My gripes with the game are minor, but noticeable. For instance is something I also had an issue with later games that were open world like Final Fantasy or even Mass Effect; the game doesn’t fully instruct you on everything. For the most part, Navi will tell you something that hints you what to do next, but there’s also side quests you had to do to get to the next dungeon. I don’t have that much of an issue with side quests, but then there’s some that are… cryptic. After I was told from Sheik that I needed to get a skill in Kakariko Village, I had to race a guy under a tombstone. How the hell was I supposed to know that?? I was informed you discover this in a dirary at the graveyard shed. So basically I had to make a break in, and obtain a few other additions, like a new song. This is a littler over-puzzling to transcend to another dungeon, don’t you think, Myamoto? At least having to get a mask for the guard of the Death Mountain gate wasn’t that big of a pain in the ass. What also annoyed me was the design of the Water Temple where you have to level the water from one place to another. I easily got lost in that one. The Shadow Temple was a little cryptic itself to the point where founding out made me feel like a moron. Speaking of the Shadow Temple… BONGO BONGO CAN GO FUCK HIMSELF!! This guy was a pain in the fucking ass, fighting him on a giant drum! I had to switch between normal to hover boots to focus on taking out his hands so that I can ready myself to attack him when he face-tackles you. In doing so, Bongo will periodically form them into a fist where you can’t attack them and because they move so fast you have very little time to react and dodge his trajectory. What’s worse is that Link is slow at preparing his bow and arrow whilst having to be ready to activate the “Lens of Truth” to see him. Again, because he’s fast and Link’s slow, it’s not making anything easier. UGH! I hate him!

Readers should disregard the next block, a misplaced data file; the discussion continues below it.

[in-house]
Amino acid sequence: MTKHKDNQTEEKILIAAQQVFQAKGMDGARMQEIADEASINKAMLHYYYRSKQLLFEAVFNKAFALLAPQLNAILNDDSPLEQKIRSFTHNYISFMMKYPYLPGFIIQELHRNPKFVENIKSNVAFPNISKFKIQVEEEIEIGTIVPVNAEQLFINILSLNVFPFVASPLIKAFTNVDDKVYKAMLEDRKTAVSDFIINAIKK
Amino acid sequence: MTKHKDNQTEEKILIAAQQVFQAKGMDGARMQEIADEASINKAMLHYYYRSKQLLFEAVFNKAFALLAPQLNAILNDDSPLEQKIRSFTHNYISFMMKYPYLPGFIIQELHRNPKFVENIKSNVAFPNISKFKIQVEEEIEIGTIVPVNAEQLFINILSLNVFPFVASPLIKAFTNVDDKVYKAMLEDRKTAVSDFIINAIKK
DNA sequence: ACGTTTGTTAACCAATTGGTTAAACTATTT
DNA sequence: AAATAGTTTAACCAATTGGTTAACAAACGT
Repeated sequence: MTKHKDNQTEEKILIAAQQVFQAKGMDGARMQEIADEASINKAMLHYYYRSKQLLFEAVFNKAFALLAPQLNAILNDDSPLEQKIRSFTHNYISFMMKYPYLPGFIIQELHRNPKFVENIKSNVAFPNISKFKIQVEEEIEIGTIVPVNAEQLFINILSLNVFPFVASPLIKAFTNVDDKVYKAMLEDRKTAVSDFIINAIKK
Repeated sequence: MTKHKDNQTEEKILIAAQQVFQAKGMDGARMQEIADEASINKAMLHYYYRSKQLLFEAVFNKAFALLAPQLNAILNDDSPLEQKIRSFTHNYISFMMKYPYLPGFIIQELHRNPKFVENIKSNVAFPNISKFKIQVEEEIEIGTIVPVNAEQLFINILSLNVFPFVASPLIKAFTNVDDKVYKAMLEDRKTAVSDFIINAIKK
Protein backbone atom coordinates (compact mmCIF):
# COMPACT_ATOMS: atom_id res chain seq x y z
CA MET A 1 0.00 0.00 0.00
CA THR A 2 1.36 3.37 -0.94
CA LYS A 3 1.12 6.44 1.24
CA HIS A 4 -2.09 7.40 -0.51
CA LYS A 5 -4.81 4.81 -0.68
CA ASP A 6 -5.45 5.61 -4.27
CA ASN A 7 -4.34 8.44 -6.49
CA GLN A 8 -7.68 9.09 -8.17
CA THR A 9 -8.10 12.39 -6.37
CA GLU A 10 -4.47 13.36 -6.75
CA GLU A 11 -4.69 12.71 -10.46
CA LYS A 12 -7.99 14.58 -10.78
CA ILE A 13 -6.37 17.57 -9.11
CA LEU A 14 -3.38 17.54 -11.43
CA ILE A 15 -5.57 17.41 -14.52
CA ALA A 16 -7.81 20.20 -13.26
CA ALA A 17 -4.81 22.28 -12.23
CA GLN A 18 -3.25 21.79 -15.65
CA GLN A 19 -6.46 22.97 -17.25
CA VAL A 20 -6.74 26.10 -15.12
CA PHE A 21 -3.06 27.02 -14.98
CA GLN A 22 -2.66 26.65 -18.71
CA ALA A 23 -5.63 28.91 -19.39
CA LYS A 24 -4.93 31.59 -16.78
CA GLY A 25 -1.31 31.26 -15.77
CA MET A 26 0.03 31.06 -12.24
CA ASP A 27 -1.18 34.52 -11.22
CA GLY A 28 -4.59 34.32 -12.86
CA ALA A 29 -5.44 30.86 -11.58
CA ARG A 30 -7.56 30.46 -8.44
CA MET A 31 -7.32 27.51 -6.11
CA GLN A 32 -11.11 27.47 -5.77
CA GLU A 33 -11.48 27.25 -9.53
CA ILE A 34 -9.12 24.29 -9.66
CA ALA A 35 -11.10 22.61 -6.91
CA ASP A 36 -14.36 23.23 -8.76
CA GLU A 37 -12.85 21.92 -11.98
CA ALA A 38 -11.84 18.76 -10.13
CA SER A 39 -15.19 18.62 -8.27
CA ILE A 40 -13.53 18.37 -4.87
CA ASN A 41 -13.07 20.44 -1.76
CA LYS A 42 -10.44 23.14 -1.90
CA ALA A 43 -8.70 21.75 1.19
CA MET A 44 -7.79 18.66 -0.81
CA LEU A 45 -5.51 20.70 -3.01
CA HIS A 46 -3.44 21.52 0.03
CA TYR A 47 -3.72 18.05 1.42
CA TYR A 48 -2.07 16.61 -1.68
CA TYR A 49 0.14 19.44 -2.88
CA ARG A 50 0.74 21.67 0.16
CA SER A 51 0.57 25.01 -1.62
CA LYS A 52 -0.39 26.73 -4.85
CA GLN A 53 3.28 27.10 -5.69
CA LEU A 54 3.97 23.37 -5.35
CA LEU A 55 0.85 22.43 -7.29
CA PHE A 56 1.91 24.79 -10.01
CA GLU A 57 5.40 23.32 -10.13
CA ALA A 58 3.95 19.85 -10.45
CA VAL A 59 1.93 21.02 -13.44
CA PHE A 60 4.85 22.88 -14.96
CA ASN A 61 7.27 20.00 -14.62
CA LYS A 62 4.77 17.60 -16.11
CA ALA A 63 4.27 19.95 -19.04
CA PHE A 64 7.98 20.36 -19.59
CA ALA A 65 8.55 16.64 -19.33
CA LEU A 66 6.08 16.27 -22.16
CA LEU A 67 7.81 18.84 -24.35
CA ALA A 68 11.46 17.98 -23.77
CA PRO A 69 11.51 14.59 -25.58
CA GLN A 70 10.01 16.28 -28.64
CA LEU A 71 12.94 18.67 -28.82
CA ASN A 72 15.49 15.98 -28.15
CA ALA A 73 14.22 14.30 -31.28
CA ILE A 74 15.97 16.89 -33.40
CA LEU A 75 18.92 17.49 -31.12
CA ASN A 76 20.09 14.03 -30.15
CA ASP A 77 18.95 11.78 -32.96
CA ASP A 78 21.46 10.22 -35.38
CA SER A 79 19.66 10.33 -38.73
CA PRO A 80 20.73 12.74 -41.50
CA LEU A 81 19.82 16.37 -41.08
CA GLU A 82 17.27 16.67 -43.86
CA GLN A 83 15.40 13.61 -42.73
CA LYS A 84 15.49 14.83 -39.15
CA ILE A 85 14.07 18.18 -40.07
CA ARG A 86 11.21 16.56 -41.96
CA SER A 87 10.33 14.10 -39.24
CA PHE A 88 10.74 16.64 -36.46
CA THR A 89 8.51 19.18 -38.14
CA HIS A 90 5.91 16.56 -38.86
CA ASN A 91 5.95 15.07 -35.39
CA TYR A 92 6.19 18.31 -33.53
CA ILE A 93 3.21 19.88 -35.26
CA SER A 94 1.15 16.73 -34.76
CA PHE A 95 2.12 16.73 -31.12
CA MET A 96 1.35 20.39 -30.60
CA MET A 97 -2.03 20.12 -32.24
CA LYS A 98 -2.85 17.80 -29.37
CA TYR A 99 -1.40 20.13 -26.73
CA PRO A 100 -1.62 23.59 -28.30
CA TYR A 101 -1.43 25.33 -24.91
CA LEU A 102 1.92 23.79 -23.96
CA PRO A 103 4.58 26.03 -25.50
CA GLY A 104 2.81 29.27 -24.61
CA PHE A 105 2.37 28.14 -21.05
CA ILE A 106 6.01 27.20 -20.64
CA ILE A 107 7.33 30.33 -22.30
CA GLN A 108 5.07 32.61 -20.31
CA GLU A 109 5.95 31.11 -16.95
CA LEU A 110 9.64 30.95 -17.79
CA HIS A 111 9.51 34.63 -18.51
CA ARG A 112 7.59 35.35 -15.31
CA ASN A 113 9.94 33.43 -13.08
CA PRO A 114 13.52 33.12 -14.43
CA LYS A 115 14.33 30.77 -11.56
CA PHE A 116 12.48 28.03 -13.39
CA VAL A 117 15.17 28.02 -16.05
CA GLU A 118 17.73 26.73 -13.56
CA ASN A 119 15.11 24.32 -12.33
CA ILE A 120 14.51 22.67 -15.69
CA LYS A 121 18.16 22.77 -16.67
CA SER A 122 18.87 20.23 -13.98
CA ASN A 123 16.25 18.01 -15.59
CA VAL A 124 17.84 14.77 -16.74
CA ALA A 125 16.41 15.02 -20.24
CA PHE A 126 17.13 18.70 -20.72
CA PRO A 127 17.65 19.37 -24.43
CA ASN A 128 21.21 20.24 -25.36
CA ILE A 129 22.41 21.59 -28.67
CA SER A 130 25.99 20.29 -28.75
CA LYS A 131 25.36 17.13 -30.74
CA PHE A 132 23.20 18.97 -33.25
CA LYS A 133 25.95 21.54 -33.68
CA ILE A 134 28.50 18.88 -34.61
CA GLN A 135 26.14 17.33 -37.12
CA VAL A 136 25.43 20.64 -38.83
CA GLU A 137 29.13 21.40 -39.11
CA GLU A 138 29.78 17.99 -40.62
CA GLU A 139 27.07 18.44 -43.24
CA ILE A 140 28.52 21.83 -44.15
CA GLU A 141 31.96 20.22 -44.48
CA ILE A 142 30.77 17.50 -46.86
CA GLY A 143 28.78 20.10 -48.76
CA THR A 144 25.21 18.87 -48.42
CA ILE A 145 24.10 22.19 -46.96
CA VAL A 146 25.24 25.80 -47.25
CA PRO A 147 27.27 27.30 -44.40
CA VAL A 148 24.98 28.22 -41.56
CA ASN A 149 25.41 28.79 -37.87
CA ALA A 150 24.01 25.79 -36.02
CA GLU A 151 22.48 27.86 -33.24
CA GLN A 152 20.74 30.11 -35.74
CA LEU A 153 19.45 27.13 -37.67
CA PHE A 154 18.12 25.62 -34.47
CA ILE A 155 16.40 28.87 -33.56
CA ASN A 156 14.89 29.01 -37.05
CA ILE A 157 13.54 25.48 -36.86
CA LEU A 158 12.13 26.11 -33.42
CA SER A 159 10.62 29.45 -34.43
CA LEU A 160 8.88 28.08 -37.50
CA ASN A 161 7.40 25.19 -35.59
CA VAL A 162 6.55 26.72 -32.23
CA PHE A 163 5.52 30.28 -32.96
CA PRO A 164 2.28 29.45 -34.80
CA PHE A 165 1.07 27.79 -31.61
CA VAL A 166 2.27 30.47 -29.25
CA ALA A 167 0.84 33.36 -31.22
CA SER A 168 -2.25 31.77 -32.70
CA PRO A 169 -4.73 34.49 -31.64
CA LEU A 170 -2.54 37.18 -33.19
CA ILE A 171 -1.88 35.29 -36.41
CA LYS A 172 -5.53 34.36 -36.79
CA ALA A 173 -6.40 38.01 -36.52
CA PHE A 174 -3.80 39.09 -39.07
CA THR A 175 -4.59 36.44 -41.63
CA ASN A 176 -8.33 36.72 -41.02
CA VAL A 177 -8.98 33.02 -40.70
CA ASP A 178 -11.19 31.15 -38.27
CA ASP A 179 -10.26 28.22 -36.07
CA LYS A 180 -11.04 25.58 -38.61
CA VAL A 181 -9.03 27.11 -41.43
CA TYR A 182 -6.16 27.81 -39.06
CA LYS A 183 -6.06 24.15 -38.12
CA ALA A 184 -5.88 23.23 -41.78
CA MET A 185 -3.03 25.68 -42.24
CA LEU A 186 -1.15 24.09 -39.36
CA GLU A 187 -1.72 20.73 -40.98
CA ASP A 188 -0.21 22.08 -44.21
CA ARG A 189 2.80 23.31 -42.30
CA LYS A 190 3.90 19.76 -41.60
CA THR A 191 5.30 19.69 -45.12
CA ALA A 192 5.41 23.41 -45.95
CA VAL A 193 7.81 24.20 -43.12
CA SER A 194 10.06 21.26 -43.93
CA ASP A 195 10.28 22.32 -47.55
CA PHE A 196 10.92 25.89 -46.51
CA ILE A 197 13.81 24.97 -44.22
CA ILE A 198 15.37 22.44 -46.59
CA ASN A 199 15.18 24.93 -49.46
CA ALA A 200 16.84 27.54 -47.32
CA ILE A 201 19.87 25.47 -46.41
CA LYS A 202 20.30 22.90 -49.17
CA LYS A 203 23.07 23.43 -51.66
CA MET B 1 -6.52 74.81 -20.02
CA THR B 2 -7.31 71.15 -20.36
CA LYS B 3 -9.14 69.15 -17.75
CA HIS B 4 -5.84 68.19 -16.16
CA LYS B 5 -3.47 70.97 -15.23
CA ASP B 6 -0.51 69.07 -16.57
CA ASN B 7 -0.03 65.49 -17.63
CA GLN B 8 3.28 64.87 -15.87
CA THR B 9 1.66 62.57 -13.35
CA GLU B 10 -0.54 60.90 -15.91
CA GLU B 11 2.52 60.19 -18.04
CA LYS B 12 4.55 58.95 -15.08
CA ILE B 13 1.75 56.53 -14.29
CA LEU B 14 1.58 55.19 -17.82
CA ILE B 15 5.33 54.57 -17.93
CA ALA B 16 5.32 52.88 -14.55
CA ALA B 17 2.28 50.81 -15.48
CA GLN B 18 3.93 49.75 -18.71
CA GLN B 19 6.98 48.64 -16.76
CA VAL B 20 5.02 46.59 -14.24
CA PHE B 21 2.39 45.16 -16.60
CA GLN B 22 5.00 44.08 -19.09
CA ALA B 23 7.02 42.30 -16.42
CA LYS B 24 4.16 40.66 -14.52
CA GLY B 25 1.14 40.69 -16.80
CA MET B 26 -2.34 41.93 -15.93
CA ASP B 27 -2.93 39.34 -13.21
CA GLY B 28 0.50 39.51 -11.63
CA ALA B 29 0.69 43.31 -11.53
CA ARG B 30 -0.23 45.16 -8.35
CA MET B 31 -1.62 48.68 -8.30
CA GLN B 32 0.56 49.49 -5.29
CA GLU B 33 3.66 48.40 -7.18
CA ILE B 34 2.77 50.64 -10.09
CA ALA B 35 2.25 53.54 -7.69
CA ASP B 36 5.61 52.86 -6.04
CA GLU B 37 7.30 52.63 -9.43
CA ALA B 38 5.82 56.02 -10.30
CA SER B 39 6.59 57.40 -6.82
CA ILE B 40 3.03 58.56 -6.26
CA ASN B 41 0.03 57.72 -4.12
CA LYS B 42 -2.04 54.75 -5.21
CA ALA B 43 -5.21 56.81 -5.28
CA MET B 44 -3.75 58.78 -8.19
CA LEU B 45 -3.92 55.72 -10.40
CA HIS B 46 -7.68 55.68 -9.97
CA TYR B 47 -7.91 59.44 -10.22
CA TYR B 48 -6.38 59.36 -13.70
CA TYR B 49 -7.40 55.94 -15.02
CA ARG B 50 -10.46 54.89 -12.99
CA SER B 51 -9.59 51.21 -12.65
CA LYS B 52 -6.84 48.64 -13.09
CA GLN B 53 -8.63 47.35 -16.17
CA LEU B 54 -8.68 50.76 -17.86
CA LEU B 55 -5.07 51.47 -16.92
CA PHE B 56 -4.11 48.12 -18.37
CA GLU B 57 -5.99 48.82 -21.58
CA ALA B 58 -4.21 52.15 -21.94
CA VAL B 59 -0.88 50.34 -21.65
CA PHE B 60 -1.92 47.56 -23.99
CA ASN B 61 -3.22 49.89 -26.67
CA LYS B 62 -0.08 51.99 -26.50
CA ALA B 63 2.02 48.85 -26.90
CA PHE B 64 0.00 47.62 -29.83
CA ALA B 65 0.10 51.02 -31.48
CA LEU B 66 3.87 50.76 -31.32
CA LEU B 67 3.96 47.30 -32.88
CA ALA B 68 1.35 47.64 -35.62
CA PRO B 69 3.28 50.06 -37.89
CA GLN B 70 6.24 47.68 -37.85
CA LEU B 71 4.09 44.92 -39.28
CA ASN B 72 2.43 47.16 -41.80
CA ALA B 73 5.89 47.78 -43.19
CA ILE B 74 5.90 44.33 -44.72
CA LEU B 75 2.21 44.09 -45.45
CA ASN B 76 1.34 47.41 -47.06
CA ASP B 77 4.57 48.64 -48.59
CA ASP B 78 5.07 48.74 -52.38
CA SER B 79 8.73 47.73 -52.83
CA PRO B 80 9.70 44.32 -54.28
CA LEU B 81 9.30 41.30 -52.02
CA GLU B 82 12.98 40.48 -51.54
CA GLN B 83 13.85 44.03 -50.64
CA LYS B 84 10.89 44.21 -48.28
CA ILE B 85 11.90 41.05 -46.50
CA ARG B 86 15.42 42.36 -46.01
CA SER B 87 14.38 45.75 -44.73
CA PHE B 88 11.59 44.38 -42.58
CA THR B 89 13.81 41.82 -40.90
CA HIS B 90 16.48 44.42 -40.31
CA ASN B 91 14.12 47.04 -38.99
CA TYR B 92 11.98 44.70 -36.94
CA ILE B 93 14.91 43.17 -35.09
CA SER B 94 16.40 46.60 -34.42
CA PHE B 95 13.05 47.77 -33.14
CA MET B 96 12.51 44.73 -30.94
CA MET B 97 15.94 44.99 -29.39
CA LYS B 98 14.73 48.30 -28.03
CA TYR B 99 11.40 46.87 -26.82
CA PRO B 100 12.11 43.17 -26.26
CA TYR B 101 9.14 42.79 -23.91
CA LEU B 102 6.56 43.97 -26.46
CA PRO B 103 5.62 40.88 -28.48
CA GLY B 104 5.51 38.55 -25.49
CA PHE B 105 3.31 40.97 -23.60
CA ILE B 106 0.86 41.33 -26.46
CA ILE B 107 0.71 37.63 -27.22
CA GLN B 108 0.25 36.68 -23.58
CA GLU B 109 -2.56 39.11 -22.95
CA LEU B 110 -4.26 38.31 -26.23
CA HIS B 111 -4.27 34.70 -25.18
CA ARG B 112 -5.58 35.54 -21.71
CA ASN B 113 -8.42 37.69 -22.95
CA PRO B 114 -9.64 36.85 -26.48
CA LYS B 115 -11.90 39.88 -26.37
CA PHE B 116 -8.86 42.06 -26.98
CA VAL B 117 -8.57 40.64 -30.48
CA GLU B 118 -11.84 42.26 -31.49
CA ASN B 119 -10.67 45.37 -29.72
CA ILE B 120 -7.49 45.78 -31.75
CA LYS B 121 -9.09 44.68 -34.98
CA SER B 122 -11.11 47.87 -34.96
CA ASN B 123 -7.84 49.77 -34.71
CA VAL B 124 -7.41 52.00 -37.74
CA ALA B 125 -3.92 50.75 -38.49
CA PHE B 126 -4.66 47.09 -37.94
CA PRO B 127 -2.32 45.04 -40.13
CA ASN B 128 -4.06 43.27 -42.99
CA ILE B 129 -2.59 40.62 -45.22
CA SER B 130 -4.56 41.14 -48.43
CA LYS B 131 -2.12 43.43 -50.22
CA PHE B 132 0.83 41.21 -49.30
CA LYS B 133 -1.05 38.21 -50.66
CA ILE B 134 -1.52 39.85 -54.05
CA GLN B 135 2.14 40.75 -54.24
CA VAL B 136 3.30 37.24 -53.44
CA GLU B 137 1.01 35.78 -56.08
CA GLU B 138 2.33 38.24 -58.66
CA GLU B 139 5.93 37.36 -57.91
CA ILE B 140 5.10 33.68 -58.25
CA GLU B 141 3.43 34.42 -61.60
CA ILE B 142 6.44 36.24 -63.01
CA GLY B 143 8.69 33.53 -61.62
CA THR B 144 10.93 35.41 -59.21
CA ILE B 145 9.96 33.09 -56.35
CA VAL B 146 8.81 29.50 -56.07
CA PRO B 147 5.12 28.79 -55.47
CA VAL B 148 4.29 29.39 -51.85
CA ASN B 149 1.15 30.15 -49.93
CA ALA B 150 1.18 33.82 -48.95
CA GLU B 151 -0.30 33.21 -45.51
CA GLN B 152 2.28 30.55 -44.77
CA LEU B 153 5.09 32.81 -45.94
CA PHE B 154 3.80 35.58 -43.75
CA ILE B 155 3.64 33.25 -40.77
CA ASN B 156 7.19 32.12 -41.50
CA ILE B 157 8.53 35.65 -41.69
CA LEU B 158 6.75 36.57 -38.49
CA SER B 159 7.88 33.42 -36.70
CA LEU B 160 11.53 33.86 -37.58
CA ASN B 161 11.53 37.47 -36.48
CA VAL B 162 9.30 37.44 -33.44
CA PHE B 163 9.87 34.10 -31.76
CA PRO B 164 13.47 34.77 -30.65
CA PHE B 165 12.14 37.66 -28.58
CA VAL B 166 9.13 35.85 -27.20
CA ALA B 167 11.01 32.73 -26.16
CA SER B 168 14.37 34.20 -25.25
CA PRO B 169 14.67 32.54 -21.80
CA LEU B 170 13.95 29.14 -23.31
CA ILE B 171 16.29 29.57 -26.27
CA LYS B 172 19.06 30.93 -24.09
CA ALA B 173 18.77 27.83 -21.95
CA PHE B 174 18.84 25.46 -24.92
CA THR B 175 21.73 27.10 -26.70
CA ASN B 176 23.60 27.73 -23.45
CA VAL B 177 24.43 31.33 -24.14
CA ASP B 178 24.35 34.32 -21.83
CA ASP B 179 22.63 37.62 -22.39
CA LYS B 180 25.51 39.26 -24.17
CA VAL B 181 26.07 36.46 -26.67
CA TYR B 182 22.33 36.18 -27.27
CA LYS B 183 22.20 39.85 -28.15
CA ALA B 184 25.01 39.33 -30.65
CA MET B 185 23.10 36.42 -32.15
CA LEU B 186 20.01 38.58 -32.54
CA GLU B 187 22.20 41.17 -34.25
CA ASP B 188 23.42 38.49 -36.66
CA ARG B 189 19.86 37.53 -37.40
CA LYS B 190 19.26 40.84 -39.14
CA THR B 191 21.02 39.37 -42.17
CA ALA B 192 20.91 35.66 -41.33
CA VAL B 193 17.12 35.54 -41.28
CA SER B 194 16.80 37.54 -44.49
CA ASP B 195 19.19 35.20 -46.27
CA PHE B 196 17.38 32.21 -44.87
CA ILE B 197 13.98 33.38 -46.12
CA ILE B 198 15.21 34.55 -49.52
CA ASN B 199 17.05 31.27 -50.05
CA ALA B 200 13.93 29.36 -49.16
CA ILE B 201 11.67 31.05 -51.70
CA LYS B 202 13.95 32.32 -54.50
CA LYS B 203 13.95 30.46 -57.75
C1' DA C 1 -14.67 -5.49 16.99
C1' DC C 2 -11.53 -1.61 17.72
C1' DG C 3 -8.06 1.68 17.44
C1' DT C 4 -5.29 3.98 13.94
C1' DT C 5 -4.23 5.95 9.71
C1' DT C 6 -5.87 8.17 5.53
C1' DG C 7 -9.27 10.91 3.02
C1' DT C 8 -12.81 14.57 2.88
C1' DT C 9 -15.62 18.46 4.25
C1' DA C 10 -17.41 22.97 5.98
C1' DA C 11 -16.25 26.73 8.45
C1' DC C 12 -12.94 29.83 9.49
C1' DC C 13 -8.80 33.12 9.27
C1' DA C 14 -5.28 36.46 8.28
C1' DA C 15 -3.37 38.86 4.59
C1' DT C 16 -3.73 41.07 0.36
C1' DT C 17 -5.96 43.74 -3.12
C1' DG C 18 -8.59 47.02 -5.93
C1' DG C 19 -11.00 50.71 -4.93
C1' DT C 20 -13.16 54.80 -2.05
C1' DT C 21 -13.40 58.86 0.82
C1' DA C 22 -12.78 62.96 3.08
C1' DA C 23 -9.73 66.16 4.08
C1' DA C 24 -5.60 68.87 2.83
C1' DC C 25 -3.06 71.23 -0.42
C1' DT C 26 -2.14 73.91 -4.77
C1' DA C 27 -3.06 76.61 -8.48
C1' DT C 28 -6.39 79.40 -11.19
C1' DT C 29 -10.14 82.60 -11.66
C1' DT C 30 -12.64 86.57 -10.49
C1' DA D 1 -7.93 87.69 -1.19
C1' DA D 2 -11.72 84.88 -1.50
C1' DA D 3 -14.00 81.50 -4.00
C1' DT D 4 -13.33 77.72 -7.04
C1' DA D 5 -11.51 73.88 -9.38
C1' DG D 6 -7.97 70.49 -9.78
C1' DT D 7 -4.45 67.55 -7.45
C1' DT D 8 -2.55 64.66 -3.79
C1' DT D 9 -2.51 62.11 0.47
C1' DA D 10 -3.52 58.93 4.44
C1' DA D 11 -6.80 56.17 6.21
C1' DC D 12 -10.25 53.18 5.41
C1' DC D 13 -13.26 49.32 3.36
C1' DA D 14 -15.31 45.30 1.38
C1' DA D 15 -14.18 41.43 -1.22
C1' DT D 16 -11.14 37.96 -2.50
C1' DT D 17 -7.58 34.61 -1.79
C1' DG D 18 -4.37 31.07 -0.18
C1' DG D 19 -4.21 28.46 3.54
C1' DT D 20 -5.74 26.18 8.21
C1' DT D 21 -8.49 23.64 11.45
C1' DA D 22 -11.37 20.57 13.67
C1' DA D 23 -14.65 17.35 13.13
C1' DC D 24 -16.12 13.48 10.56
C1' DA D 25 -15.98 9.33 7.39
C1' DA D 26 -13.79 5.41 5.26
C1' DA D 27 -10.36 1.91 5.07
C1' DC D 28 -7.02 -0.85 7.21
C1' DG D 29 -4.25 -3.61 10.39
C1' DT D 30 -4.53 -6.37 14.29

With that out of my system, the Z targeting system is a huge convenience. This also speaks a lot for later games and previous games before this one. In Mario 64, the camera was very difficult to control. Moving from 2D to 3D is difficult to pull off, and while Mario 64 is a great game, the camera mechanics were difficult to work with. But Zelda and it’s targeting system is what I think helped the game age well, even compared to shooter games like Halo and Gears of War. It’s a stretch, but this targeting system works very conveniently so that taking out enemies is easy and you can see what’s ahead of you. Thank you, Myamoto!! Collecting the items, and obtaining new songs is a nice addition to have, and I love how playing certain songs on the Ocarina is a tool to use, whether it’s traveling place to place or telepathically talking to someone like Saria or playing Zelda’s Lullaby to unlock certain areas. Play music for things. Yay! …. I want an Ocarina now… I need a life.
The final note I want to add is that out of all the Dungeons, I’ve enjoyed playing through the Spirit Temple. It’s a different change of pace where you go as Young Link on the first half and then the second half as Adult Link. I like the Arabic music, I like the design of the dungeon, and the puzzling nature and the boss were nowhere near as bullshit as the Water and Shadow Temple were. In addition, I like how the scenes involved Nabooru. Well that and the “Turd” knights where they swing their axe while shouting out “TURD” multiple times.
There’s a lot more, but I’m not going to talk too much about it because I’ll be here all day, discussing this game. It’s pretty huge. In the end, the game is worth playing. It is fairly obvious at this point, but given that I’ve been trying to retrace myself to get back this game was a bit of a big deal to me. Special thanks goes to , , , and Renzous for the assistance and guidance of the game.